In line with the standard format of a triptych, the artist would produce paintings for both sides of the panels. This ensured that something would always be shown, whether the altarpiece wings were open or closed. Whilst this doubled the work necessary for the artist, it meant the altarpiece could be used in many different positions, and did not necessarily have to be placed against a wall. In most cases, any triptych from this period would place the main content down the centre, with the side panels then offering further content to support the main panel. Additionally, the reverse would continue along roughly the same theme so that there was a consistency across the whole project. It was rare for El Greco to produce a triptych, though at this early stage of his career he was looking to appease as many patrons as possible. In later years he continued creating series of artworks for religious institutions, but normally as separate canvases which would be dispersed around the same room or building. The themes covered within this design were the Adoration of the Shepherds, the Allegory of a Christian Knight, and the Baptism; and on the back, the Annunciation, Mount Sinai, and Adam and Eve.
The triptych is relatively small, measuring 37cm tall for the central panels, with the side panels being slightly shorter because they did not have the same depth of frame around their perimeter. Interestingly, many elements of the content have a connection to Crete, which is where the artist was originally from. Relatively little is known about his time here as compared to when his reputation soared later on, and so any connection to his early life is highly valuable to historians. We do know that the artist was particularly religious and so to see content such as this is hardly surprising. As his career took off he would start to receive requests for portraits from local people in each place that he lived, and so naturally the balance of his career would start to change. He never turned his back on religious content, though, and also produced many portraits of cardinals and other religious figures in Italy and Spain.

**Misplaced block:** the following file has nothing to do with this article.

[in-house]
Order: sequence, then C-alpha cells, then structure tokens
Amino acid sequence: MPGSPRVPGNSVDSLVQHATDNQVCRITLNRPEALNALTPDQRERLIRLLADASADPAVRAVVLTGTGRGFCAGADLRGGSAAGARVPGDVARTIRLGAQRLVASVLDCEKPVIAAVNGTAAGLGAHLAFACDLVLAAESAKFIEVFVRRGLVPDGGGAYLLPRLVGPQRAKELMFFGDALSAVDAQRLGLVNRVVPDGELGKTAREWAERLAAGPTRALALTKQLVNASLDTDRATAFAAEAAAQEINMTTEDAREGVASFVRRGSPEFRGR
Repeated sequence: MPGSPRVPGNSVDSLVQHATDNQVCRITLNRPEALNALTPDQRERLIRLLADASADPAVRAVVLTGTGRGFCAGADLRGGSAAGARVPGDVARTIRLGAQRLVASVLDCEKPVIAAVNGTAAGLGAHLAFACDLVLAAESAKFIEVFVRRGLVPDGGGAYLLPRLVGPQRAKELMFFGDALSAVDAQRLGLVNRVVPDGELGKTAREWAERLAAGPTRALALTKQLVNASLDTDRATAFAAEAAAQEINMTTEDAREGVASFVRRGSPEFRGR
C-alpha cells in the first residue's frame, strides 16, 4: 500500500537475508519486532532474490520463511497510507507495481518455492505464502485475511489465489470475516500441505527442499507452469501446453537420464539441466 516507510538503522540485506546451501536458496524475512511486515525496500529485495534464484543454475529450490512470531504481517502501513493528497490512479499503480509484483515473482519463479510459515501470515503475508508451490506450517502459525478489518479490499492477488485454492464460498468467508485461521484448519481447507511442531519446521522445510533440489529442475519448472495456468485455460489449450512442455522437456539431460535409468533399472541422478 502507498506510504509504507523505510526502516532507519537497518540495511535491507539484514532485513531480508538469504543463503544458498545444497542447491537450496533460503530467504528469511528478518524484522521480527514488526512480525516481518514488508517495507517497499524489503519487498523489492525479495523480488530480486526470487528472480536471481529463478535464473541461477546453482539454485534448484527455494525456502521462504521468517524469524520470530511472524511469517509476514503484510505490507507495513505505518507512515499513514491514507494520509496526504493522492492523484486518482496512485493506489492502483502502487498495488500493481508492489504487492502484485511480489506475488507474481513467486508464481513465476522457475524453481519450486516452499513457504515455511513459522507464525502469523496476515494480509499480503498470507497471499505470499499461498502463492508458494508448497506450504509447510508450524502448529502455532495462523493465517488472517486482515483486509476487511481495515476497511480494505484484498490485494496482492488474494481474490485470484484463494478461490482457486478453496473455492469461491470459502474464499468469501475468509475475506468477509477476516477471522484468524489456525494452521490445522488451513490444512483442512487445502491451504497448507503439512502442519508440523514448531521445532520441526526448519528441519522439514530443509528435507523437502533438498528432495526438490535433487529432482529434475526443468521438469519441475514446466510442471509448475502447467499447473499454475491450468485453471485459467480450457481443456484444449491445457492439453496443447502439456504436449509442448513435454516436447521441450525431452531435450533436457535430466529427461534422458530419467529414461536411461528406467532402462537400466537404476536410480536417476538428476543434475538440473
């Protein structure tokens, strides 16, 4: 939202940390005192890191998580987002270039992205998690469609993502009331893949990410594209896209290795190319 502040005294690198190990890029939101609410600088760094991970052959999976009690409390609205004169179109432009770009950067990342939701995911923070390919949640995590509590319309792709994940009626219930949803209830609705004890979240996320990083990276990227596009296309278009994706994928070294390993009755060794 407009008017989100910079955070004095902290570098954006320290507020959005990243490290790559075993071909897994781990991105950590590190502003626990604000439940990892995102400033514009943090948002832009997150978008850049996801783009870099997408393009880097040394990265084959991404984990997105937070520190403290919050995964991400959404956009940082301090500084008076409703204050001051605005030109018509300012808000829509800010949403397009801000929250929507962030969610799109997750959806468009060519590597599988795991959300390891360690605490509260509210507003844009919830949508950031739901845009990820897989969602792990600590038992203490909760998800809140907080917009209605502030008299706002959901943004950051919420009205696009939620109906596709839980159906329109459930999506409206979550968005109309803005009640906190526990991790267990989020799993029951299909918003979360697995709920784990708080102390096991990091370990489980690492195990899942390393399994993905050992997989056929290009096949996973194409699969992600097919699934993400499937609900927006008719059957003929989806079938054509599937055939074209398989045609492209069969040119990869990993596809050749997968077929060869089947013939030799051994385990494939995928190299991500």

The Triptych of Modena is one of the earliest examples that we have from El Greco's career. He may have just arrived in Italy at this point, giving us an insight into the impact made upon him by Crete. Later, the Italian masters who he studied in detail would change his direction. He relied on Byzantine art for inspiration initially, and the content of these painting panels links directly to that. Some of the themes found here would be re-visited in later works, but with more expression and a unique flavour which marked the artist's evolution over time. Those studying his early period in Crete should refer to the style of this triptych, with six different artworks found together in one truly stunning display.